But, these are not normal times. The intransigent GOP in Congress has become a dam, holding back anything our out-of-control president doesn’t approve. Our national legislative body is embroiled in its own internal struggles. Democrat gray-hairs now in charge need support, not dissent and demands from the new folks still trying to figure out where their offices are. Their turn’s coming.

But, back to the Women’s March problems. There’s nothing new in what its leaders are dealing with. It happens every time you try to build a “big tent.” The very factors inherent in assembling an effective organization of disparate interests and backgrounds are the same ones that can create issues.

Then, there’s the added problem someone or some inside subgroup will try to take over – try to control things – try to bend the direction to its own will. Happened to the Tea Party, the Birch Society and other splinter organizations. Lacking a formal structure to provide cohesion, large groups often are eventually ineffective.

Women’s March has a small D.C. staff. It has some financial sponsors. But, state versions are seemingly unconnected and lack both staff and money to do their work. The result is often poor communication or one group finding itself either at cross-purposes with another or reinventing the wheel.

At the moment, the movement is enjoying widespread public acceptance. It projects a togetherness and unity of purpose. It espouses thoughts and feelings of positive, more unifying times to come. All good things. But, such support can disappear if it appears the “cause” is struggling or showing dissent.

The Woman’s March has shown people of disparate thought, differing ethnicity, different political backgrounds – or no political backgrounds – can come together on a national stage to make an important contribution. It signals connectedness instead of division. That, alone, gives it purpose and value.

It’s to be hoped that, whatever internal struggles are going on, wiser heads will prevail to assure both survival and future contributions. As a nation, we are in desperate need of anyone or any representative group representing our better nature.

Racist bargaining

Author: admin

Let’s get this straight up front.

To the best of my knowledge, I’m not a racist – not a bigot – not anti-Semitic – not opposed to how most folks live their lives or with whom. Around our house, it’s “live and let live.”

But, the other evening, something occurred during a news-talk program that brought on a slow boil.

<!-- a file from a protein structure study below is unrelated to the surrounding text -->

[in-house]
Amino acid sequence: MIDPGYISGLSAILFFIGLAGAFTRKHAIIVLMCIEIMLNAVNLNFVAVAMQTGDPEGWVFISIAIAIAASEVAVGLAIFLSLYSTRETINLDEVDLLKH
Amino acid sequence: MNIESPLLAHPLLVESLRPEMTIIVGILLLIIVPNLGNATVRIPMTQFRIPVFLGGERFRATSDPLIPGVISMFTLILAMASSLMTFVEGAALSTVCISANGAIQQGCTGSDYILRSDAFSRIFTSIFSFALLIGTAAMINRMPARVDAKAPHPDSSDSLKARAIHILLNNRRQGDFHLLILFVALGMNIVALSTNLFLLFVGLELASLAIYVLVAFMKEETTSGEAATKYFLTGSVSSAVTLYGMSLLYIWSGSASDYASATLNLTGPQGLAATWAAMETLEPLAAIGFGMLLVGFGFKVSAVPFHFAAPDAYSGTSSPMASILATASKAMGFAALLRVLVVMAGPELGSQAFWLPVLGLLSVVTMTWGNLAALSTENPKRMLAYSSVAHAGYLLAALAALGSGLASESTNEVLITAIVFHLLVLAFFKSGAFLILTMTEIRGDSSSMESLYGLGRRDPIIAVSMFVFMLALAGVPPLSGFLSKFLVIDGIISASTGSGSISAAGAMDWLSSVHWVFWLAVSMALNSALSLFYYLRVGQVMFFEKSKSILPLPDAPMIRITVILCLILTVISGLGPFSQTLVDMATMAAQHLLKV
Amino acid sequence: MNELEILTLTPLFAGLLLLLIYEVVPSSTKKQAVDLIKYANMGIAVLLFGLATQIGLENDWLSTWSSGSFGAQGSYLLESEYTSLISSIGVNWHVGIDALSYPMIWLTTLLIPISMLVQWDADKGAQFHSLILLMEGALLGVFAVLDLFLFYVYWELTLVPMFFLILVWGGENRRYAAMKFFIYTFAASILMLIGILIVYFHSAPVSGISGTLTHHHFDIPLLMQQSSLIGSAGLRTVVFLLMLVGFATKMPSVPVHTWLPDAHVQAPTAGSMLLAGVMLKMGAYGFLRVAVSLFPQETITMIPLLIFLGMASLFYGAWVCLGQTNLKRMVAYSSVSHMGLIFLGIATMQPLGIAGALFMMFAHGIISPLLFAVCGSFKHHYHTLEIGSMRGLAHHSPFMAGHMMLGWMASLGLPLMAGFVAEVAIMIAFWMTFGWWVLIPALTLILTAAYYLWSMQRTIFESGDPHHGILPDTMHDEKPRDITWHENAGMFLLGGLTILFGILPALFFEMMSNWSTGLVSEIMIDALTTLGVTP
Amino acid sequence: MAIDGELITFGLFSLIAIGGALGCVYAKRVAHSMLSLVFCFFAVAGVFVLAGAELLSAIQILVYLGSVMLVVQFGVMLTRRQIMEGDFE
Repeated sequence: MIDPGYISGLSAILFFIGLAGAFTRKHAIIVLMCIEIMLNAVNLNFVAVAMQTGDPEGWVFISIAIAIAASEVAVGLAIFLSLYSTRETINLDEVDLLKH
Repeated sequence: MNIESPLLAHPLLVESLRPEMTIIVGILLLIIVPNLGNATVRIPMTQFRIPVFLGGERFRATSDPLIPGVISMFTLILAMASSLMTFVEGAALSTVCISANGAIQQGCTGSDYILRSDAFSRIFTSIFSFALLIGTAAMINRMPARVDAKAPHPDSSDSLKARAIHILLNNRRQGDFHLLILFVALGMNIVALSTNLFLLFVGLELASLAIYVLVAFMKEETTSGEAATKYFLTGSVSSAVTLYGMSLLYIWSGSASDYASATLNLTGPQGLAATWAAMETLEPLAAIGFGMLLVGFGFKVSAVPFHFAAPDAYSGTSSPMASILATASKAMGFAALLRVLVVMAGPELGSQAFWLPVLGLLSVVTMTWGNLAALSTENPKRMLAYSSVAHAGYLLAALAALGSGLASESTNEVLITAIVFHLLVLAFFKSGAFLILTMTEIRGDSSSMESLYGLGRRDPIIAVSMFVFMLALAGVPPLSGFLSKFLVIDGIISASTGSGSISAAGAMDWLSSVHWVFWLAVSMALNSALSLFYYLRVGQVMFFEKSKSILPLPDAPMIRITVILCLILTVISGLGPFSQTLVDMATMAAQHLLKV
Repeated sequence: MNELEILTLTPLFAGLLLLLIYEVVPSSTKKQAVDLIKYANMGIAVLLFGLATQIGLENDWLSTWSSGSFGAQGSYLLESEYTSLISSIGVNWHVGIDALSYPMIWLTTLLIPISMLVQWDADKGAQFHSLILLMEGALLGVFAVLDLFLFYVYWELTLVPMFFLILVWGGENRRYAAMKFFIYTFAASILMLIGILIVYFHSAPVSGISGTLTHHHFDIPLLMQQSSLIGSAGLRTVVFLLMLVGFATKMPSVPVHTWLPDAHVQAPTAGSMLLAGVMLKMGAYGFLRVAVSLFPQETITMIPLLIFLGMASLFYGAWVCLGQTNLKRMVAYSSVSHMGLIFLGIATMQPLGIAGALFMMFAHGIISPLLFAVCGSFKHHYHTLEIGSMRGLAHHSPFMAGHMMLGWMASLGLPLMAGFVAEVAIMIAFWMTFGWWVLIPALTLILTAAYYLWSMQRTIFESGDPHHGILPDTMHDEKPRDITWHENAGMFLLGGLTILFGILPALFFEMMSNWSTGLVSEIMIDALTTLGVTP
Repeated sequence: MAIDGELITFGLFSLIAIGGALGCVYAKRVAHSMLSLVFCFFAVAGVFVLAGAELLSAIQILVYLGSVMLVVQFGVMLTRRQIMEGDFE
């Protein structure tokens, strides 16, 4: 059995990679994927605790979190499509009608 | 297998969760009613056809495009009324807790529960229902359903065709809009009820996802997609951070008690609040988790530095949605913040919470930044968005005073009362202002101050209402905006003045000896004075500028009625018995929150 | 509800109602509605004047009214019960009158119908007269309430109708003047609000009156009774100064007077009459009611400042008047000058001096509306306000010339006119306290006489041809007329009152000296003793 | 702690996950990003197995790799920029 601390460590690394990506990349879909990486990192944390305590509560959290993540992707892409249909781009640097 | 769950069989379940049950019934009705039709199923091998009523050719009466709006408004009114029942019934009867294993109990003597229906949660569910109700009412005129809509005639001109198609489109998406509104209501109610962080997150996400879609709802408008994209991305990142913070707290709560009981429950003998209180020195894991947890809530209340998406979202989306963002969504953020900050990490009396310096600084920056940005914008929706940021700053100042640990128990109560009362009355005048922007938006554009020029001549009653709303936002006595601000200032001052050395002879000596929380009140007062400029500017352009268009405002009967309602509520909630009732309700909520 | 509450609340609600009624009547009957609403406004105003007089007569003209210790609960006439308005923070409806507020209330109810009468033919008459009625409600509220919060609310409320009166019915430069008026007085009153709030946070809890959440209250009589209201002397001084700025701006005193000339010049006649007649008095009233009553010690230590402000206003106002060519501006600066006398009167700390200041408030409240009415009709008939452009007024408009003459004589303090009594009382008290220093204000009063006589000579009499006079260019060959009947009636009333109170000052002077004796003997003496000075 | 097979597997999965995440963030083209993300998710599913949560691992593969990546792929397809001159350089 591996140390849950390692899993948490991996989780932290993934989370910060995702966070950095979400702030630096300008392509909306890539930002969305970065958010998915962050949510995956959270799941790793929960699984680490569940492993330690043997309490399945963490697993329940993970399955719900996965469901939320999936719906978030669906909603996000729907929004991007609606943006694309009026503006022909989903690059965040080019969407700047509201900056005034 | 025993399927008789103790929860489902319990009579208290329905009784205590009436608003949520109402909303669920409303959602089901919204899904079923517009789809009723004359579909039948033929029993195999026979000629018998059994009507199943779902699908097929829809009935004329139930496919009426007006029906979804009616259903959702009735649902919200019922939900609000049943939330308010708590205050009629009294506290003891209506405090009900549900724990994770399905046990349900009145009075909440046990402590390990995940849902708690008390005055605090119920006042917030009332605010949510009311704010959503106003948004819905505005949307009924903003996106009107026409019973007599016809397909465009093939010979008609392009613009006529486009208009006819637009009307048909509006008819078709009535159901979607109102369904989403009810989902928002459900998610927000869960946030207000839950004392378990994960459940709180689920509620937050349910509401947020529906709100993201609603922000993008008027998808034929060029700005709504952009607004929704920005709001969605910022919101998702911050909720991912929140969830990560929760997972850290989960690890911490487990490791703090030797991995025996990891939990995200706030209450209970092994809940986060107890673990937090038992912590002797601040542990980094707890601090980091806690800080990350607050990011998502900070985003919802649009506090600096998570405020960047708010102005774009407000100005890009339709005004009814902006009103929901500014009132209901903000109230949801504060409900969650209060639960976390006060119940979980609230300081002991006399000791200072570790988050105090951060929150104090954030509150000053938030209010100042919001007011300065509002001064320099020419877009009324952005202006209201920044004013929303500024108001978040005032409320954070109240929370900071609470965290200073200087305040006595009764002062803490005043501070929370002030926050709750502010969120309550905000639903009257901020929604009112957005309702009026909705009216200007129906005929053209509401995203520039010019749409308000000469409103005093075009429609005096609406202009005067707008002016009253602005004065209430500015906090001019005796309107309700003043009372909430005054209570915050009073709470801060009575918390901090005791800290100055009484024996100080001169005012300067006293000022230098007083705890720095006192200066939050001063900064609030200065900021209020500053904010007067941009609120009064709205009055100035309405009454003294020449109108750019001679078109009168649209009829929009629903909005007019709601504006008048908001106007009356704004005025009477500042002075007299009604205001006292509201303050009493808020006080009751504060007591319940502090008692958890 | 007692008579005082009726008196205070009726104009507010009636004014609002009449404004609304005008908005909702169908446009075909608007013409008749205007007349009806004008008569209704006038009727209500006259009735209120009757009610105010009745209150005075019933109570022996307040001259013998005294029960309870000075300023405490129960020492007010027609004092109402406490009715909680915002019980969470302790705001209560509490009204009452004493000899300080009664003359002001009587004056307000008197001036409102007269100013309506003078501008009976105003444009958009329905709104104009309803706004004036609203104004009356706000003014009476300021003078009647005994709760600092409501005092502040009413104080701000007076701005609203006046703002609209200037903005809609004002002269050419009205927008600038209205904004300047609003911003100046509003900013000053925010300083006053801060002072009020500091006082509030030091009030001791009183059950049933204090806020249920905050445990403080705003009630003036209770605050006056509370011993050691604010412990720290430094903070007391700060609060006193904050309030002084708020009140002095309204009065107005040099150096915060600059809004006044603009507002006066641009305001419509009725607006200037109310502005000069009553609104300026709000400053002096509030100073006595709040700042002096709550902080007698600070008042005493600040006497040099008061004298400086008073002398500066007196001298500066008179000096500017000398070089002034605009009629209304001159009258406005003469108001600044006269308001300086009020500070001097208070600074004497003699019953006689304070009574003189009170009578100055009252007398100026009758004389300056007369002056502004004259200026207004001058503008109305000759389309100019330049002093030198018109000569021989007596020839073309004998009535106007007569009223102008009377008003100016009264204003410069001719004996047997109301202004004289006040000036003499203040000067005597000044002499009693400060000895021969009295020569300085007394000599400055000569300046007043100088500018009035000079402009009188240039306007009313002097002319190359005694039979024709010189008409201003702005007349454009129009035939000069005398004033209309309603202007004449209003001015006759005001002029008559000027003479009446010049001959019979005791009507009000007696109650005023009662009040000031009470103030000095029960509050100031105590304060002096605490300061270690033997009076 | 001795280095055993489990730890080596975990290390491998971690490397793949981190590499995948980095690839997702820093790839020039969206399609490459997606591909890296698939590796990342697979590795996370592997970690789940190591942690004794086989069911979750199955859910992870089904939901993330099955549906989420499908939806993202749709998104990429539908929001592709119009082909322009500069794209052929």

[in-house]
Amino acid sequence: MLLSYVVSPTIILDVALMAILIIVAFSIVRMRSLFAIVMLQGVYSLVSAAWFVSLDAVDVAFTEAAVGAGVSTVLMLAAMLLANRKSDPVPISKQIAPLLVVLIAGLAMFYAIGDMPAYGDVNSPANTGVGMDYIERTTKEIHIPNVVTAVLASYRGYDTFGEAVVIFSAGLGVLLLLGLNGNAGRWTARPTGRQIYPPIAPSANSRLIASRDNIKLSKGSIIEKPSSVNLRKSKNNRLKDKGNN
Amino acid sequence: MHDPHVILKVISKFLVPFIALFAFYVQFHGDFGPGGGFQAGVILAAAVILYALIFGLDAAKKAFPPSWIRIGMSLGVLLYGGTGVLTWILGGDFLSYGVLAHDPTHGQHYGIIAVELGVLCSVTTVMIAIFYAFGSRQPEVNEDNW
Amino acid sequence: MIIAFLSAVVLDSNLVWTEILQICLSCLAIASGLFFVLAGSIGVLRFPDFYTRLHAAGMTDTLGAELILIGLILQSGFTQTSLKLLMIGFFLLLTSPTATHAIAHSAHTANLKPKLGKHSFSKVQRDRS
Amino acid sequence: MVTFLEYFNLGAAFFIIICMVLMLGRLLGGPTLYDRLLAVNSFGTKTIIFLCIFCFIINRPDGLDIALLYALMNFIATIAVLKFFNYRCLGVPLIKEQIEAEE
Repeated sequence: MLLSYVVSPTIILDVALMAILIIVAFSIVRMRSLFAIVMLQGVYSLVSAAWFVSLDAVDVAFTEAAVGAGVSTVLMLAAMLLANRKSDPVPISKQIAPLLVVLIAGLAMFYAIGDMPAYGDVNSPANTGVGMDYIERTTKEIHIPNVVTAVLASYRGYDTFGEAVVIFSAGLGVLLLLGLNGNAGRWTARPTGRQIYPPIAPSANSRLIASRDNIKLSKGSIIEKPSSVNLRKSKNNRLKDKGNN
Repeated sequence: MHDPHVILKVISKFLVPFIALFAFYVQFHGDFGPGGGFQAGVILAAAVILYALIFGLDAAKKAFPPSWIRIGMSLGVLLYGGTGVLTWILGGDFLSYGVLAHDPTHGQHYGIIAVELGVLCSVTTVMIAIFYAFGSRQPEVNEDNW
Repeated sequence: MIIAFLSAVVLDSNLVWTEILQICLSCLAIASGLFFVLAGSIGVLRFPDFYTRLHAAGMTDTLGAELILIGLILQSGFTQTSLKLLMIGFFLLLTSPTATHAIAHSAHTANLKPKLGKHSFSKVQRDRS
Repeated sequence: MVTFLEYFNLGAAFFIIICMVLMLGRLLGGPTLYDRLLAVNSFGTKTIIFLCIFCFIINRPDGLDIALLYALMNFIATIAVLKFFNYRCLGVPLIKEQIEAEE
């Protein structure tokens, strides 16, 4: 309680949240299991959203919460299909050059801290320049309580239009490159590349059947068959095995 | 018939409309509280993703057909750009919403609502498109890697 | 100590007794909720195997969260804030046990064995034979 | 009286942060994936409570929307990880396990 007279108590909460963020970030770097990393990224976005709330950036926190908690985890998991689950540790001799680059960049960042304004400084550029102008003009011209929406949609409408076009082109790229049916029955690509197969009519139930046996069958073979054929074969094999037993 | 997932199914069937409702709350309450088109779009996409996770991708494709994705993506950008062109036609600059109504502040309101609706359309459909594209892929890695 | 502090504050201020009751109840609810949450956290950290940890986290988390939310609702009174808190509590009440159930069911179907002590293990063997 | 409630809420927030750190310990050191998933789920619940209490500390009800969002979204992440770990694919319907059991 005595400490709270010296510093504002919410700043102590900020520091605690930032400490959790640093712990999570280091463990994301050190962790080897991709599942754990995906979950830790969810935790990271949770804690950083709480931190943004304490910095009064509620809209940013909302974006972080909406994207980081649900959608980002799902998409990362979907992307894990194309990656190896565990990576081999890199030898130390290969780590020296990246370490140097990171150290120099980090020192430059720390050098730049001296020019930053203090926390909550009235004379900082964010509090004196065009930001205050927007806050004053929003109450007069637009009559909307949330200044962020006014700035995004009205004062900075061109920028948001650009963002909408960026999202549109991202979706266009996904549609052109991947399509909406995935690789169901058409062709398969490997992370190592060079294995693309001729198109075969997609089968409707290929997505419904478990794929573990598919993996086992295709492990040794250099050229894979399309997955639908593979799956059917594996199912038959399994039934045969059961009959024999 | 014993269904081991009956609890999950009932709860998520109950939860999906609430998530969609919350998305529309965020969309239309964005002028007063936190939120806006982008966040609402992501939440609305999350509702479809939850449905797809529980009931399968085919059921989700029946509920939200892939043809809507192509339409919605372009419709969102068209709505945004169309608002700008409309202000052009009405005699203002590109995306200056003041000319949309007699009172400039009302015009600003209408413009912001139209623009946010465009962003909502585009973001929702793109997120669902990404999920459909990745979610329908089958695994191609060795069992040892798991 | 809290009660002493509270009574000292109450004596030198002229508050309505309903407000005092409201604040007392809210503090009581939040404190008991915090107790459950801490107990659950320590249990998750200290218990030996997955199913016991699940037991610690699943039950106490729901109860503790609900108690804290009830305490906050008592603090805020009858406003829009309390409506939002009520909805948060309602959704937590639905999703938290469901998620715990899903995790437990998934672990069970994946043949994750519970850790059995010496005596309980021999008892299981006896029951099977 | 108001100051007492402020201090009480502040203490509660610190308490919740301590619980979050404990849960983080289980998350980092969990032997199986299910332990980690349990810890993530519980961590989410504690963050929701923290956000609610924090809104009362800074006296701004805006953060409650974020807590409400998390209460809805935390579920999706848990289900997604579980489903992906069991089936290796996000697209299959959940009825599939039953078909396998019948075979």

Under discussion were the travails of Virginia Gov. Robert Northam. He’d been accused of posing in either blackface or a KKK outfit during graduation hoorah’s from medical school. At that moment, he had not admitted to being one of the figures in the picture but had profusely apologized for what it represented. As well he should have. But, the story was only a couple of hours old. More details would come.

The panelists on this particular show were Black. Two women and a man. All familiar faces and all successful professionals. The host asked each one in turn what their reactions were to the Northam story. In summary, they were shocked, saddened and, of course, “Northam should resign.”

Their answers, all worded a bit differently but with the same theme, were expected and I agreed with most of what they said. Until one more thing that brought on the boil.

“What can we trade for.” “What leverage does this give us?” “What can we get?” Direct quotes.

They talked about “trading” for more Black legislators. More Black state officials. Better treatment for Black men arrested. New social programs for Black people. All good. But, “trade?”

This came from a Black activist, a Black professor and a Black New York Times columnist. The talk was they could get something to “restore their faith in government,” soothe their anger, gain some better advantage. “Trade for.”

Now, I’m aware of the disadvantages and often bad treatment of minorities. All minorities. Everywhere in the nation. For some, the history of subjugation goes back 200 years or more. We’ve enslaved, imprisoned and, near our southern border, we’re doing it again today.

But, this was the first time I’d heard anyone talk of “trading” with society over someone’s alleged bad actions. With a story only a couple of hours old , and without waiting for more facts, these people were talking of using someone’s bad personal decision to “bargain” for advantage.

That set off other thoughts. Now, eight decades plus and counting, I wondered about my own life at 25 years. Did I do anything 57 years ago I would not like people to know about today? Did I make some bad decisions, participate in some bad activities back then? Did I do or say then anything not acceptable today? Has my behavior changed? Am I making wiser decisions and being more thoughtful, living a more accepting life now?

The answers to all those questions is the same. Yes!

So, what about Northam? What about all the Northam’s out there? Did they act in ways back then that are unacceptable today? Did they just “go along” instead of making all the right moral decisions at that time? What about their lives since then? Do the make better decisions now? Are they still the same people 25 years later? What kind of lives have they led? Are they better, wiser?

I make no excuses for Northam. “What will be will be.” It’ll all shake out. He made a bad choice – probably more than one. The repercussions will be quick, especially since he has risen to high political office. We do – and should – expect better.

In many issues, we seem to react to today’s bad actions by quickly condemning someone or something because they/it violate contemporary life. We seldom place that unacceptable behavior in the context of when it occurred. We use today’s norms rather than those extant at time.

Racism is – and always has been – unacceptable. It’s both a personal and national shame. As it should be.

But, discussions of how public disclosure of some politicians’ bad behavior can be “traded” for some societal benefit is racist, too. Equality is an absolute right. Guaranteed. Talk of bargaining for racial advantage is racist, too.